Synaesthesia Magazine Cities - Page 93

I sit on the edge of the canal, touch the little mirror and flash a beam of sunshine onto the closed shutters of the old palace on the other side. Lapping water liquefying the crumbling stone, the slime-line of weed, the howl of decay and pirouette of mortality – Venice, a forest of gilded stone supported by dreams. I study the picture of the Virgin Mary on the back of the mirror. A white veil, a faded, red heart on her blue shift, she’s holding up a finger. A warning perhaps.

It’s a peaceful alley, dark except for this shaft of sunshine. I glimpse, in the distance through the ravine of old buildings, Isola di San Michele, the cemetery island. I flash the mirror into the gap but it dissolves into the glare of the sun. And then, blood orange accordion music bounces between the buildings and a cavalcade of gondolas sweeps past, bumper to bumper, laden with American tourists. The musician squeezes his accordion while the last gondolier sings ‘Volare’. I kiss the red heart.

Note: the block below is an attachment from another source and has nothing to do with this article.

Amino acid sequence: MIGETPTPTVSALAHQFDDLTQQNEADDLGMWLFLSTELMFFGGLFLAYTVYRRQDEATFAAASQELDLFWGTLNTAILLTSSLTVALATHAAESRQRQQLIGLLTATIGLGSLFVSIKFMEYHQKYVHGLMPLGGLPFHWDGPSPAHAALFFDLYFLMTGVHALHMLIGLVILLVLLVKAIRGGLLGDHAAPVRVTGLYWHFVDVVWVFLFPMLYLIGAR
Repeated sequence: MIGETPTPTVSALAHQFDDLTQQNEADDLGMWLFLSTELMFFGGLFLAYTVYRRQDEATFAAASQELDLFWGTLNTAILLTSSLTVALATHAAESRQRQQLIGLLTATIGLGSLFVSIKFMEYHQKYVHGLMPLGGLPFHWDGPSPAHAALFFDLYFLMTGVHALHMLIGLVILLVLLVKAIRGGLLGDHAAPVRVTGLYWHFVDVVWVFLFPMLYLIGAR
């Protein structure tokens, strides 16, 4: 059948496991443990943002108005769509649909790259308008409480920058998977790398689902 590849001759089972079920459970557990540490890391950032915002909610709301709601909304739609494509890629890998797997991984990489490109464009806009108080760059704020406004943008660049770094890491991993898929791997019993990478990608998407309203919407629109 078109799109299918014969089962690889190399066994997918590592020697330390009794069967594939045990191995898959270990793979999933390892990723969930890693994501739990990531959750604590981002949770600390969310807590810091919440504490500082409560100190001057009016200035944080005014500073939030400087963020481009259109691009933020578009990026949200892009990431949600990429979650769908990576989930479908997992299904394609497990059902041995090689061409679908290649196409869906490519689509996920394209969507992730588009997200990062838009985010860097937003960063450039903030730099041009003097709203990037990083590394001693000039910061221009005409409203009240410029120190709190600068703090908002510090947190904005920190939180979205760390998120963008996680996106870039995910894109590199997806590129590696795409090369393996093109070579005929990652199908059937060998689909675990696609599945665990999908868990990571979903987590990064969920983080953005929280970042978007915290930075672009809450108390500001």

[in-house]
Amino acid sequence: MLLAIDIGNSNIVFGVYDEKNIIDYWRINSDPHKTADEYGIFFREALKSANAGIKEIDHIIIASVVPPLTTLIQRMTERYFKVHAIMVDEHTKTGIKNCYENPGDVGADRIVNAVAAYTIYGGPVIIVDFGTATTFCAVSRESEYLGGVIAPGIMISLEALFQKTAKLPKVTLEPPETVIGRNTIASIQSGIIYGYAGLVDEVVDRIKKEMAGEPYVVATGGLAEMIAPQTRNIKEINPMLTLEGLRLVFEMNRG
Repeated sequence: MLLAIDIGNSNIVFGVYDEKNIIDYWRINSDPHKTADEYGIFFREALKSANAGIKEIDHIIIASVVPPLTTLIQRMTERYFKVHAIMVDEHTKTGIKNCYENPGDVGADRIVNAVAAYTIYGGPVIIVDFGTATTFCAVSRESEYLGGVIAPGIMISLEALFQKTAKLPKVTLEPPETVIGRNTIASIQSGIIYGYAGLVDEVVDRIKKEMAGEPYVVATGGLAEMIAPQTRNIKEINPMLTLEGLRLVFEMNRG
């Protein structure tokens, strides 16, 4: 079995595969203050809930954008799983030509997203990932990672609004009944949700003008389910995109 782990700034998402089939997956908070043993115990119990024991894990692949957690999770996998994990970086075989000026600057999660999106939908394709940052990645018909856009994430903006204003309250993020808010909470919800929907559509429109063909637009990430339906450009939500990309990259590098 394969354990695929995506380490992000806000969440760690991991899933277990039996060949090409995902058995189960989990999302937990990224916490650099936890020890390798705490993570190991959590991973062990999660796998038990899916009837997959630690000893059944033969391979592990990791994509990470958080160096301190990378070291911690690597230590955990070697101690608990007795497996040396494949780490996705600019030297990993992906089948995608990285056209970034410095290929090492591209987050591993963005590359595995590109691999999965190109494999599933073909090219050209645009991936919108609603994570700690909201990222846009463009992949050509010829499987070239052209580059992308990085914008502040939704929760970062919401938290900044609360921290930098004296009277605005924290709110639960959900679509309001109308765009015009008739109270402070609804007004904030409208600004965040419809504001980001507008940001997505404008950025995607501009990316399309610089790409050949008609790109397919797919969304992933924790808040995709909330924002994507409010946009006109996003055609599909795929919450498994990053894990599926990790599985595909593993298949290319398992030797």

I met Lilia in Giardini. She was sitting on a rock, smoking in the shade of a plane tree outside the British pavilion. Her skinny, curved back turned as if she knew she was being watched and her nipples showed like pinpoints through the thin grey t-shirt. A rim of a girl, a ragged edge of a lettuce leaf. I was handing out pamphlets for the show, sending people clockwise round the exhibition. When a man in a leather hat sat on the steps of the French pavilion, she slung an old canvas bag over her shoulder, climbed our steps and threw her fag on the ground.

“Welcome to the British pavilion. Would you like an information sheet?” It’s the spiel.

“They say you have tea.” Her accent was strong but probably better than my Italian and she had small, crooked teeth, top and bottom.

“Tea? At the back.” I gestured the clockwise direction.

“You want to show me?” Her eyes shifted from side to side, over my shoulder, out the door so I wondered if she meant me and looked behind. But she didn’t move.

“Delighted,” I said.


by Amanda Oosthuizen